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  • Writer's pictureAnshuman Arya

Aesthetics and Artistry: Comparing a 19th Century Thangka Painting to a 21st Century Video Game


by Anshuman Arya 15993

AD1112 SAE OXFORD

WORD COUNT : 3800

25 March 2013

Associating Indo Tibetan Thangka Artwork with the videogame Journey, as examples of resonant ideologies used to perpetrate a unique, meditative understanding of existence.

OR

How echoes of balance and emotional resonance within our existence, and paradigms of ascension, can be heard across various cultures and through multiple platforms, typified by a Thangka Artwork depicting the “Wheel of existence”, and the videogame experience of Journey.


 



Introduction


A crushing urge to find resonance, in cultures across the globe, in cross connected human thoughts and ideas, that drive towards discovering a unified theory of everything, so to speak, has been one ever expanding interdisciplinary human endeavour, which is nebulous and profoundly confusing in nature, as we must accept that there are so many variables in laws governing our beings, yet undefined.


It is evident, though, how human creativity and productivity has helped shape various cultures with their distinctive yet parallel perceptions of the universe and interpretations of life. It Seems important to read into all of what various cultures have to offer in terms of knowledge that was known to help attain a higher state of mind, as there lie several clues into our being within ourselves.


Art may be interwoven with many forms of beliefs, ranging from highly descriptive religious or spiritual to vague representations of life or personal experience, all of them with their own message or story, often open to interpretation, and thus helping form deeper connections with the piece.


Symbolism in art, not the late nineteenth century Art movement perse, but the essence of symbolism as “action in favour of spirituality, the imagination, and dreams.” has been a part of many religious rituals and practices for ages.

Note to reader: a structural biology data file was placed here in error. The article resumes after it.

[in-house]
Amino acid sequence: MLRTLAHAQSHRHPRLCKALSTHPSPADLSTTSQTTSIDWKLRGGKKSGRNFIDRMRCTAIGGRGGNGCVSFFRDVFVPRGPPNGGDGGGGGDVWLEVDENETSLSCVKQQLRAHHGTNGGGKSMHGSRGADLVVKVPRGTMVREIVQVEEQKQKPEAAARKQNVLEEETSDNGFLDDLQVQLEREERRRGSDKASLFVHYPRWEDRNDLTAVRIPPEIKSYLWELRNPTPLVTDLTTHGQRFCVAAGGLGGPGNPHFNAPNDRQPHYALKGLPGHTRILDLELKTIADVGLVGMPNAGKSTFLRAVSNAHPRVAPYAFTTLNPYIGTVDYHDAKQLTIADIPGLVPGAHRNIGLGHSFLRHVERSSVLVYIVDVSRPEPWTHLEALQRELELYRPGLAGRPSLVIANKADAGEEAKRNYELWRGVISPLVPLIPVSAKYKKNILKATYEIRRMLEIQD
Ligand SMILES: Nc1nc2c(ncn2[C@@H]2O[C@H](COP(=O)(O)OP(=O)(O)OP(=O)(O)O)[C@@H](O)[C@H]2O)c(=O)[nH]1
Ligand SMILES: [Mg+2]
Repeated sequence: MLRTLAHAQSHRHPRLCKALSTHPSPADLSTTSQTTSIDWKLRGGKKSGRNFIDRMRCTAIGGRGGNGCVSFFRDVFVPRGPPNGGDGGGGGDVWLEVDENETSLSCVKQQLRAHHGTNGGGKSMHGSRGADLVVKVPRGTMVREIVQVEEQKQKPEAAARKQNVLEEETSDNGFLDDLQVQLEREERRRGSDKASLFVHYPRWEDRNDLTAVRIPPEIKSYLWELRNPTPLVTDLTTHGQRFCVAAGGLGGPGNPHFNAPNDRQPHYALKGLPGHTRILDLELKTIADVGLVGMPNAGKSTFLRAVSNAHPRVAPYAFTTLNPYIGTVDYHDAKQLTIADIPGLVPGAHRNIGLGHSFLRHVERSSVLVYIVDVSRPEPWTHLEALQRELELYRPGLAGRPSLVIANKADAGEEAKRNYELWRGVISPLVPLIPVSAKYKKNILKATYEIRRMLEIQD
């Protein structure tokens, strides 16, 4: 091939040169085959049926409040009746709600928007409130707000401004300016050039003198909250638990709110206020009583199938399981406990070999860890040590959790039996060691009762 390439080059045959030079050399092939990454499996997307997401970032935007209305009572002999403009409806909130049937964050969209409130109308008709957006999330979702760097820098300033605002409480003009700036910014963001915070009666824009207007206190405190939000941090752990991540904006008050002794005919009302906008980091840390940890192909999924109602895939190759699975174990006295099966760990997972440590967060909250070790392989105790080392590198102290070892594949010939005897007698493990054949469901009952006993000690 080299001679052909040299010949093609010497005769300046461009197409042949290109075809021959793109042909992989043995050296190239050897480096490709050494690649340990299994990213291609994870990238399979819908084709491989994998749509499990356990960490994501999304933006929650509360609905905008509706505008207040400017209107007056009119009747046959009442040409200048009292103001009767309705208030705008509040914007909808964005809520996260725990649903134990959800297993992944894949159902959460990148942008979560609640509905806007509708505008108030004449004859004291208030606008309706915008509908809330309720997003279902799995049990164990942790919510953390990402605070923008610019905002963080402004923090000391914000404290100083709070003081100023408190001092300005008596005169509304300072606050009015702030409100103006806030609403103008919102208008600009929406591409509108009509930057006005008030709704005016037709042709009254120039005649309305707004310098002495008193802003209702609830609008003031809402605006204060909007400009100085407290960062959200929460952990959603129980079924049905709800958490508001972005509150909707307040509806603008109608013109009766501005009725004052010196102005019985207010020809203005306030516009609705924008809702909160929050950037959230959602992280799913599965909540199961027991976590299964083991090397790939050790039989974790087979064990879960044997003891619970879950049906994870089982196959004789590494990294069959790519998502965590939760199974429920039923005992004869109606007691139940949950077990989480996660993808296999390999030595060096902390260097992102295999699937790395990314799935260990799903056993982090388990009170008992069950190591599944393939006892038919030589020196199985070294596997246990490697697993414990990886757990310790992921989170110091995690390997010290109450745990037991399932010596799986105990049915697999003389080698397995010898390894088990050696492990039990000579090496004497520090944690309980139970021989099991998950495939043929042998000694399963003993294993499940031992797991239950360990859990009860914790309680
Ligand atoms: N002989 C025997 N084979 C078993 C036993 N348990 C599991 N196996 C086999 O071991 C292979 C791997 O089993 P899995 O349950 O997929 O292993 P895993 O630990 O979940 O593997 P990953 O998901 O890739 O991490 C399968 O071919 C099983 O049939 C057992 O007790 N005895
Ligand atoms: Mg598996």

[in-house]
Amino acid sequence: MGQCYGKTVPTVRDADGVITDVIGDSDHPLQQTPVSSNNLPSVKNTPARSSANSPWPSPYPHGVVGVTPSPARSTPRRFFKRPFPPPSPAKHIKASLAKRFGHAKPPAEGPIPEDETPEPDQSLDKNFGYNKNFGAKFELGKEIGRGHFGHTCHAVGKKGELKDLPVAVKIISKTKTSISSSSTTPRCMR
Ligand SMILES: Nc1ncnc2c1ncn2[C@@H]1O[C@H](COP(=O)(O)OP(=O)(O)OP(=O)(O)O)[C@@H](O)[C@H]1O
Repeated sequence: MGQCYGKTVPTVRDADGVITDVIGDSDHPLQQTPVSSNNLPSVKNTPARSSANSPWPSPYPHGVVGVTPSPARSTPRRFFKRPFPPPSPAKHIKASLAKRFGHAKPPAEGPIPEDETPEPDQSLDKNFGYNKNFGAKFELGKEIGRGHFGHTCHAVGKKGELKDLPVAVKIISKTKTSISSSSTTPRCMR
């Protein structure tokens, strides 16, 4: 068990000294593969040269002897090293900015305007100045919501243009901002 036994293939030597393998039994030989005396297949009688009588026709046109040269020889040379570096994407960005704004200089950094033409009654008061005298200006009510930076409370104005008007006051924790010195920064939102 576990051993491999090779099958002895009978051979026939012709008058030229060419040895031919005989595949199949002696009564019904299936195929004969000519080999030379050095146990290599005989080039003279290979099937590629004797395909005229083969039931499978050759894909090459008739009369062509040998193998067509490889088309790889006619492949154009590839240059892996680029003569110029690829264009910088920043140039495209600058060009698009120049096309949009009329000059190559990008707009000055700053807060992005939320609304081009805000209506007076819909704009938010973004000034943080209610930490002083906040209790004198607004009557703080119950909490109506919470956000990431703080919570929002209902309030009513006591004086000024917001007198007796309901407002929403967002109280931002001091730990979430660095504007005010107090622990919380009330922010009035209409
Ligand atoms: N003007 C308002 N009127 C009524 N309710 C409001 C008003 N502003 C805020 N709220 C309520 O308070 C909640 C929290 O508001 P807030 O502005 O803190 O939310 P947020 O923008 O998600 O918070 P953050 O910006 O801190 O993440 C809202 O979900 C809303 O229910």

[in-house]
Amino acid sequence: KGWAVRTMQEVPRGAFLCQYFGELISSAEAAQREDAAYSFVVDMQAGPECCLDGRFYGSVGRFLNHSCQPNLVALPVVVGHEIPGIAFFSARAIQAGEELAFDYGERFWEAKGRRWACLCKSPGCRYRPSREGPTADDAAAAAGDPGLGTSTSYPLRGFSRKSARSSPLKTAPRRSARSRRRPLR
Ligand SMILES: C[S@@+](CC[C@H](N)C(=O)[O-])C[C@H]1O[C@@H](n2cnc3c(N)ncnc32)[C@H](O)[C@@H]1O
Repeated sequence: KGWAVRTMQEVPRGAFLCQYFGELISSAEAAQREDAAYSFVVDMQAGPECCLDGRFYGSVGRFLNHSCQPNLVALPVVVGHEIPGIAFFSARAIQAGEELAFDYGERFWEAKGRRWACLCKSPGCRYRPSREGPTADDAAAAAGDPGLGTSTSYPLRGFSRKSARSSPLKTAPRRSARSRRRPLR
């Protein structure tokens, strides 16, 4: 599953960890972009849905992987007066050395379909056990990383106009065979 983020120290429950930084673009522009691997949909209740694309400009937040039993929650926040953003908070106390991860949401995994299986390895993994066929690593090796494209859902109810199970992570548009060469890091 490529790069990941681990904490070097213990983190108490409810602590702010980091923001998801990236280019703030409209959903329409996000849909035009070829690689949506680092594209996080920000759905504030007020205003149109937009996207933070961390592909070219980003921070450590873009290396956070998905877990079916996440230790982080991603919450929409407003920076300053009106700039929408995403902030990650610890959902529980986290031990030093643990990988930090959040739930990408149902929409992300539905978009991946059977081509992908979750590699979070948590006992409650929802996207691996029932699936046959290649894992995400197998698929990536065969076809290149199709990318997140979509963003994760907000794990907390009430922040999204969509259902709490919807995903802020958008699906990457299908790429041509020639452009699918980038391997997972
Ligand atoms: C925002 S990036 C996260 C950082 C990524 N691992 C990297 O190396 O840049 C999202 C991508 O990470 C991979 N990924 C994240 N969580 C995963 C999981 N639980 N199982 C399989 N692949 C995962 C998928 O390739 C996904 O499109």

Great minds influencing the symbolist era, like Schopenhauer and Nicolas Roerich, were themselves highly influenced by ancient eastern philosophies and were pioneers in bringing them to the west. In his own work, Schopenhauer maintained,

"Truth was recognized by the sages of India"

(Schopenhauer,1969)

“Schopenhauer believed that what distinguished aesthetic experiences from other experiences is that contemplation of the object of aesthetic appreciation temporarily allowed his subjects a respite from the strife of desire, and allowed the subject to enter a realm of purely mental enjoyment, the world purely as representation or mental image. The more a person's mind is concerned with the world's representation, the less it feels the suffering of the world as will.”

(Balakian, 1967)

"Schopenhauer…regards art as the only means of temporarily escaping the fundamentally futile nature of reality. Arts Essential Role is…to enable us to escape what we already intuitively know about the irredeemable nature of what we are."

(Bowie, 2003)


Nicholas Roerich, a great artist, social activist and advocator of world peace, was a keen believer in symbols especially the one that represented holy trinity in and across various cultures all over the world.


It can be interpreted as the holy trinity of past, present and future bound by the ring of eternity or as religion, art and knowledge in the ring of culture.


He believed that some variation of this symbol had existed for millennia throughout various cultures, especially Buddhist Cultures, and in Notes on the Roerich Pact and Banner of Peace, he stated,

“The Symbol Was Not A Mere Decorating Ornament all over, it bore a very special meaning. Collecting all its images together, we might prove that it is the most extensively spread and ancient one among all the symbols of mankind. No one can claim that it belongs but to one religion or is based on only one folklore. It would be very beneficial to glance at the evolution of human consciousness in its variegated forms.”

Deriving from these ideas of spiritual transformation, aesthetic experiences and symbolism, this essay will look to analyse the following pieces of work, as two, contrasting in agency yet similar in capacity, channels of knowledge and empowerment.


 

Indo Tibetan Thangka art, more specifically one depicting the “Wheel of Existence” from circa 1800s scrolls, depicting highly detailed and intricate artwork and scriptures. The content of Thankas can range from stories with morals, to depicting lives of deities, and other teachings of the Buddha.

The Purpose of Thankas is mostly meditative guidance and they are used as an “object of aesthetic appreciation” during rituals, as Schopenhauer stated.



 

Journey, a video game released in 2012 on the PlayStation Network, garnered much appreciation and acclaim for its simplistic yet emotionally charged gameplay.


Unlike most videogames on the mainstream market, this one was really different from rest in what seemed an enchantingly absorbing gameplay environment surrounded by a deeply complex concept folded into merely 3 hours of immersive gameplay top to bottom.


The gameplay experience as described by many players, comes close to a deeper understanding of self, due to the games innovative design and as (Sheffield, 2013) puts it

“Journey is one of those rare games that targets an emotional experience and actually hits it.”


 

Journey | Exploring the Medium & Mechanics 

Thangka: Discovering Synergy in Everything

Coming Full Circle

Bibliography




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